Introduction

In many areas, pharmacies are among the most accessible locations to receive healthcare. In fact, according to estimates from the Centers for Disease Control and Prevention (CDC), 90 percent of the U.S. urban population lives within 2 miles of a pharmacy, and 70 percent of the rural population lives within 15 miles of a pharmacy. Pharmacists are also highly trained medical professionals, and the United States Surgeon General and the CDC have recognized that pharmacists are clinicians who can expand the preventive care workforce and improve population health.

Pharmacies have begun offering a number of preventive services including administering vaccinations, conducting medication therapy management and providing point-of-care tests (POC) for diabetes, cardiovascular diseases and infectious diseases. This expanded role also enables pharmacists to provide harm reduction and other services. Harm reduction encompasses a pragmatic set of strategies to reduce negative outcomes from risky behaviors. Drug use and sexual health are two areas where harm reduction strategies are particularly effective and where pharmacies could have a significant impact if provisions were expanded for harm reduction services.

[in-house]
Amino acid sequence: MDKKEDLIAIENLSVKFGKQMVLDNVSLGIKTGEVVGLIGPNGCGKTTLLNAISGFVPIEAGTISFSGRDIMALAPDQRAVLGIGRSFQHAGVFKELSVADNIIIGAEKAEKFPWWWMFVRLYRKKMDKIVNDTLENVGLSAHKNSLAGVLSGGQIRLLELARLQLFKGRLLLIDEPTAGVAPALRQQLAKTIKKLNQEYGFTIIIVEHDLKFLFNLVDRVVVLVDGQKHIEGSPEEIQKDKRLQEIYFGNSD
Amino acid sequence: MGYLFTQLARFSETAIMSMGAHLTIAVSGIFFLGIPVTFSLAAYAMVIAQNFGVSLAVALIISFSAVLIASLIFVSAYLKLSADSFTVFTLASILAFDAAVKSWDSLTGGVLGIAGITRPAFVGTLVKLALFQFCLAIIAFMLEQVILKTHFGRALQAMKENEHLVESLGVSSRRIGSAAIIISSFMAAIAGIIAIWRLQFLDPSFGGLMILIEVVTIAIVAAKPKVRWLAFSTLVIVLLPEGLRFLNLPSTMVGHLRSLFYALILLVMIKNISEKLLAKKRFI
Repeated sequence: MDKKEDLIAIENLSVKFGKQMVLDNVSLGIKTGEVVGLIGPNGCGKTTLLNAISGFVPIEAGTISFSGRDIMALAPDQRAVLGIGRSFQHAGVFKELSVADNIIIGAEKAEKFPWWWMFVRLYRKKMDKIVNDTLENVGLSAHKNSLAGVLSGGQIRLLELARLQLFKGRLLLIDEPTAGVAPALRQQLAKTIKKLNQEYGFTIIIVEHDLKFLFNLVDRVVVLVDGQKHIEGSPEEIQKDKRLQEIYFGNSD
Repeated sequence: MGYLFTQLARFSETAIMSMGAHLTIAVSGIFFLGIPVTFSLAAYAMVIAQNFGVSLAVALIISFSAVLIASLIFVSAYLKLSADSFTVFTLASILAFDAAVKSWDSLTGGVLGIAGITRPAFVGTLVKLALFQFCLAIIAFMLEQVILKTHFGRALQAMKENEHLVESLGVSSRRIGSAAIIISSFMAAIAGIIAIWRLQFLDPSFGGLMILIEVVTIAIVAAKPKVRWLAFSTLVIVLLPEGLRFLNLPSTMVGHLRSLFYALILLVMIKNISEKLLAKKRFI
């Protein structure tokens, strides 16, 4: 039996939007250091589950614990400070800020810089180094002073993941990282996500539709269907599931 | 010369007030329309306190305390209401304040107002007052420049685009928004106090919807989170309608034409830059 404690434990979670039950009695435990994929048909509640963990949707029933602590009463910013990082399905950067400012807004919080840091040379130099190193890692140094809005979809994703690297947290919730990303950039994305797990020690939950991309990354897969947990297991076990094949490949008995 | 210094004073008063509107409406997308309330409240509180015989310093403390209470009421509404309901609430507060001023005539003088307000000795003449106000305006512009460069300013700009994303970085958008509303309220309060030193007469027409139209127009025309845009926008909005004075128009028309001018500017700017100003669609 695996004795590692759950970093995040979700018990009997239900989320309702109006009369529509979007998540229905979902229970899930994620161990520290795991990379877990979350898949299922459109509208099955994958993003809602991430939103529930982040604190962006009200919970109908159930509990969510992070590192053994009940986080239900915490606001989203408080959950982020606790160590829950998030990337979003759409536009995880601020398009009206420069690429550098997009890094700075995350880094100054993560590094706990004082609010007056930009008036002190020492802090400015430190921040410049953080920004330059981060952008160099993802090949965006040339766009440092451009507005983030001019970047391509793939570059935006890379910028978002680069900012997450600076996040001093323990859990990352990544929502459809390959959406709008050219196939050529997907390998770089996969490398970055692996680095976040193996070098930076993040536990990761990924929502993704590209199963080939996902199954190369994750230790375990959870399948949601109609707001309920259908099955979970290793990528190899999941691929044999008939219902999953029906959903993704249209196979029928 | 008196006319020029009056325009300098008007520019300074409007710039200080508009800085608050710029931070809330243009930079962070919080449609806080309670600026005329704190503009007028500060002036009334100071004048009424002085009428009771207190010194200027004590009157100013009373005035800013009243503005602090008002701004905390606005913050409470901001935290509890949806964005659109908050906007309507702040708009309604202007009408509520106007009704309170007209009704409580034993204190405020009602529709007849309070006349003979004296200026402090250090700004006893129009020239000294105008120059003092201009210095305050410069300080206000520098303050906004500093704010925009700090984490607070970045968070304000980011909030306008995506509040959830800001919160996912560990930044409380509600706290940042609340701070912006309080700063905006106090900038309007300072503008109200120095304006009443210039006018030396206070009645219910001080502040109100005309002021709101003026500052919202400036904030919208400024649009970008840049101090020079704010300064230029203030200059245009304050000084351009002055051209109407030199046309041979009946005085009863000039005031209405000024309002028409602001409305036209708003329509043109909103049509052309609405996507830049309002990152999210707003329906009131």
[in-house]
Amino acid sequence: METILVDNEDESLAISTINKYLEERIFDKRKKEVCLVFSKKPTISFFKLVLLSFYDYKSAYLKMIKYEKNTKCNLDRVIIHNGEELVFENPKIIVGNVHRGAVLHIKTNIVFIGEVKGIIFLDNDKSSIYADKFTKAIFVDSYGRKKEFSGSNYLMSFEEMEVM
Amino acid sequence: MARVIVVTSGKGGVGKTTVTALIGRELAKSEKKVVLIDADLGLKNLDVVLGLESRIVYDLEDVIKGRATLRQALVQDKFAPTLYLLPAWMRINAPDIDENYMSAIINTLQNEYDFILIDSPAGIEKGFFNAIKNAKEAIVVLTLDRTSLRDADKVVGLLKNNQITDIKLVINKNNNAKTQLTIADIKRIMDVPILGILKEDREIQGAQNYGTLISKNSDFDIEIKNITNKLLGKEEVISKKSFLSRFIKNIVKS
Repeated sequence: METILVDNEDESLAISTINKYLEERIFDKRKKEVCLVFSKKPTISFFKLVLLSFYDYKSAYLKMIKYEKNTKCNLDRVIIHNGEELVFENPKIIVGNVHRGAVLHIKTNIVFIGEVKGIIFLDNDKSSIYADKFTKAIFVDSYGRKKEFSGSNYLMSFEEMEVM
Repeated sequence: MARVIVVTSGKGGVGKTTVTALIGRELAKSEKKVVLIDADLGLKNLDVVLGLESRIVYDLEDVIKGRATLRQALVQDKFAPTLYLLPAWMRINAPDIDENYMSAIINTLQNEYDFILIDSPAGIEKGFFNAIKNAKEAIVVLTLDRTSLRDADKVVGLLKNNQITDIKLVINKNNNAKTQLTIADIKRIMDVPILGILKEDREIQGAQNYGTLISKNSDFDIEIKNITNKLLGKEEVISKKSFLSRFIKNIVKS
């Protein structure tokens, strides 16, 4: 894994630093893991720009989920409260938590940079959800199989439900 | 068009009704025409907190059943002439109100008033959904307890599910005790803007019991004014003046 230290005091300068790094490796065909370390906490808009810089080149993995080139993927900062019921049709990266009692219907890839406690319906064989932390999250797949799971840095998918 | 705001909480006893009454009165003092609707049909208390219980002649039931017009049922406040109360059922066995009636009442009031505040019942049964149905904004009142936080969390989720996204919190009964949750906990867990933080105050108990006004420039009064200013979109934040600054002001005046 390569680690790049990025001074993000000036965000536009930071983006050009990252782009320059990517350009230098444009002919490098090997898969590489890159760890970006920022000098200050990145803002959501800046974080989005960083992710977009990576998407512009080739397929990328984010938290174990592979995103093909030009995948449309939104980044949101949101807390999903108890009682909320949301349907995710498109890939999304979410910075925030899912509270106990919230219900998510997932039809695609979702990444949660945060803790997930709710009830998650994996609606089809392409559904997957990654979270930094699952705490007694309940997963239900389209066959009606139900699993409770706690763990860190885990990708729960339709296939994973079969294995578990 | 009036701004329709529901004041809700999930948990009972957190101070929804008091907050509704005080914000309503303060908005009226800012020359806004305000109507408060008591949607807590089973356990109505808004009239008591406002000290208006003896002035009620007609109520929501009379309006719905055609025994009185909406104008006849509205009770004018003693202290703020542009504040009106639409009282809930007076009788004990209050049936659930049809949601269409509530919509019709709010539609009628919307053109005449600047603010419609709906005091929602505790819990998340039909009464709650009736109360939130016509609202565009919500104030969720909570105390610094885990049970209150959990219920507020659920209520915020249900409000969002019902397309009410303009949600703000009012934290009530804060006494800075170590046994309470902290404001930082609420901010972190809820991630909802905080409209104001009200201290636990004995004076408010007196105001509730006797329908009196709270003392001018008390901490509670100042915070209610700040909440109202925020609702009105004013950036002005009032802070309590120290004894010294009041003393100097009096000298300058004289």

Pharmacies could provide services such as selling nonprescription syringes (NPS); dispensing naloxone; offering POC tests for human immunodeficiency virus (HIV) and hepatitis C virus (HCV); prescribing pre-exposure prophylaxis (PrEP) or post-exposure prophylaxis (PEP); and dispensing medication for opioid use disorder (MOUD). Although many of the changes required to implement these services must be made at the pharmacy level, there are some policy changes that should be implemented to encourage pharmacies to offer more harm reduction services. This policy short summarizes harm reduction as a public health strategy, explains the importance of harm reduction, describes harm reduction initiatives that pharmacies can provide and suggests policies that can improve harm reduction access at pharmacies to positively impact drug- and sexual-health-related outcomes.

Image credit: Aleksandar Karanov